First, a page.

Odontogenesis pp 525-548 | Cite as

The Supragingival Biofilm in Early Childhood Caries: Clinical and Laboratory Protocols and Bioinformatics Pipelines Supporting Metagenomics, Metatranscriptomics, and Metabolomics Studies of the Oral Microbiome

  • Kimon DivarisEmail author
  • Dmitry Shungin
  • Adaris Rodríguez-Cortés
  • Patricia V. Basta
  • Jeff Roach
  • Hunyong Cho
  • Di Wu
  • Andrea G. Ferreira Zandoná
  • Jeannie Ginnis
  • Sivapriya Ramamoorthy
  • Jason M. Kinchen
  • Jakub Kwintkiewicz
  • Natasha Butz
  • Apoena A. Ribeiro
  • M. Andrea Azcarate-Peril
Part of the Methods in Molecular Biology book series (MIMB, volume 1922)


Early childhood caries (ECC) is a biofilm-mediated disease. Social, environmental, and behavioral determinants as well as innate susceptibility are major influences on its incidence; however, from a pathogenetic standpoint, the disease is defined and driven by oral dysbiosis. In other words, the disease occurs when the natural equilibrium between the host and its oral microbiome shifts toward states that promote demineralization at the biofilm-tooth surface interface. Thus, a comprehensive understanding of dental caries as a disease requires the characterization of both the composition and the function or metabolic activity of the supragingival biofilm according to well-defined clinical statuses. However, taxonomic and functional information of the supragingival biofilm is rarely available in clinical cohorts, and its collection presents unique challenges among very young children. This paper presents a protocol and pipelines available for the conduct of supragingival biofilm microbiome studies among children in the primary dentition, that has been designed in the context of a large-scale population-based genetic epidemiologic study of ECC. The protocol is being developed for the collection of two supragingival biofilm samples from the maxillary primary dentition, enabling downstream taxonomic (e.g., metagenomics) and functional (e.g., transcriptomics and metabolomics) analyses. The protocol is being implemented in the assembly of a pediatric precision medicine cohort comprising over 6000 participants to date, contributing social, environmental, behavioral, clinical, and biological data informing ECC and other oral health outcomes.

Key words

Dental caries Microbiome Transcriptome Metabolome Children Protocol 



This work was supported by a grant from the National Institutes of Health, National Institute of Dental and Craniofacial Research, U01-DE025046. DS is supported by the Swedish Research Council (4.1-2016-00416). The Microbiome Core is supported in part by the NIH/National Institute of Diabetes and Digestive and Kidney Diseases grant P30 DK34987.

Supplementary material

431026_1_En_40_MOESM1_ESM.pdf (2.1 mb)
Supragingival plaque collection equipment and supplies (PDF 2192 kb)


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Copyright information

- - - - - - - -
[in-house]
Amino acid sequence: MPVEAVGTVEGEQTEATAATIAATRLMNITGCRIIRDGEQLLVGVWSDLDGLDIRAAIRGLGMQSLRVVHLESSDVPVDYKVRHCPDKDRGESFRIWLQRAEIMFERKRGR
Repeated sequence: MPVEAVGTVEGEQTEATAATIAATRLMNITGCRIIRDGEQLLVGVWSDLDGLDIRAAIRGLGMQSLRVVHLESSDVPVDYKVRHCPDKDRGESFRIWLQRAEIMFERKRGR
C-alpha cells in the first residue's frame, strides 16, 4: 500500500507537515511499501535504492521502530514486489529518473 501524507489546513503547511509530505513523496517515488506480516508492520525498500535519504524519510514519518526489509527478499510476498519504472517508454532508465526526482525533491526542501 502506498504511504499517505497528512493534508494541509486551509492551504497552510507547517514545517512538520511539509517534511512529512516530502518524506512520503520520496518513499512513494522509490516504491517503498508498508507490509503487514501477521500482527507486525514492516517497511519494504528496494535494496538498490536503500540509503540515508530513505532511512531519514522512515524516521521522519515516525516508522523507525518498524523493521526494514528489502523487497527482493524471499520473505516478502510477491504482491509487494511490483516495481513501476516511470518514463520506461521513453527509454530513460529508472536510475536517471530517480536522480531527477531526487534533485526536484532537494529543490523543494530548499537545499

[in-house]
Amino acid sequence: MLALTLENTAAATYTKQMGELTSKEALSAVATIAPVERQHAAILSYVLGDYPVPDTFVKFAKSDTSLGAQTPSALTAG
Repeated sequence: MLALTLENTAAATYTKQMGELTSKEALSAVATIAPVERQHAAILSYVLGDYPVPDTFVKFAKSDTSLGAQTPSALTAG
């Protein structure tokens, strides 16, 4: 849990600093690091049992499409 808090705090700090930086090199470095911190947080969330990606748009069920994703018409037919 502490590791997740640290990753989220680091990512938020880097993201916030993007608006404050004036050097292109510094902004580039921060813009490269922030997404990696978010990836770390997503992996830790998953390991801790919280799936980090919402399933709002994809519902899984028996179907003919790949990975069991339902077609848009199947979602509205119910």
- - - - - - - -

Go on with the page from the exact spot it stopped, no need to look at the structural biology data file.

© Springer Science+Business Media, LLC, part of Springer Nature 2019

Authors and Affiliations

  • Kimon Divaris
    • 1
    • 2
    Email author
  • Dmitry Shungin
    • 3
    • 4
  • Adaris Rodríguez-Cortés
    • 2
    • 5
  • Patricia V. Basta
    • 2
    • 5
  • Jeff Roach
    • 6
  • Hunyong Cho
    • 11
  • Di Wu
    • 11
    • 12
  • Andrea G. Ferreira Zandoná
    • 7
  • Jeannie Ginnis
    • 1
  • Sivapriya Ramamoorthy
    • 8
  • Jason M. Kinchen
    • 13
  • Jakub Kwintkiewicz
    • 16
  • Natasha Butz
    • 9
    • 10
  • Apoena A. Ribeiro
    • 14
  • M. Andrea Azcarate-Peril
    • 15
  1. 1.Department of Pediatric Dentistry, UNC School of DentistryUniversity of North Carolina-Chapel HillChapel HillUSA
  2. 2.Department of Epidemiology, Gillings School of Global Public HealthUniversity of North Carolina-Chapel HillChapel HillUSA
  3. 3.Department of OdontologyUmeå UniversityUmeåSweden
  4. 4.Broad Institute of the Massachusetts Institute of Technology and Harvard UniversityCambridgeUSA
  5. 5.Biospecimen Core Processing Facility, Gillings School of Global Public HealthUniversity of North Carolina-Chapel HillChapel HillUSA
  6. 6.Research ComputingUniversity of North Carolina-Chapel HillChapel HillUSA
  7. 7.Department of Comprehensive Dentistry, Tufts University School of Dental MedicineTufts UniversityBostonUSA
  8. 8.Metabolon, Inc.DurhamUSA
  9. 9.Microbiome Core Facility, Department of Cell Biology and Physiology, School of MedicineUniversity of North Carolina-Chapel HillChapel HillUSA
  10. 10.Division of Gastroenterology and Hepatology, School of Medicine, Department of MedicineUniversity of North Carolina-Chapel HillChapel HillUSA
  11. 11.Department of Biostatistics, Gillings School of Global Public HealthUniversity of North Carolina-Chapel HillChapel HillUSA
  12. 12.Department of Periodontology, UNC School of DentistryUniversity of North Carolina-Chapel HillChapel HillUSA
  13. 13.Metabolon, Inc.DurhamUSA
  14. 14.Department of Diagnostic Sciences, UNC School of DentistryUniversity of North Carolina-Chapel HillChapel HillUSA
  15. 15.Center for Gastrointestinal Biology and Disease, Division of Gastroenterology and Hepatology, and UNC Microbiome Core, Department of Medicine, School of MedicineUniversity of North CarolinaChapel HillUSA
  16. 16.Division of Gastroenterology and Hepatology, Department of Medicine, Microbiome Core Facility, Center for Gastrointestinal Biology and Disease, School of MedicineUniversity of North CarolinaChapel HillUSA

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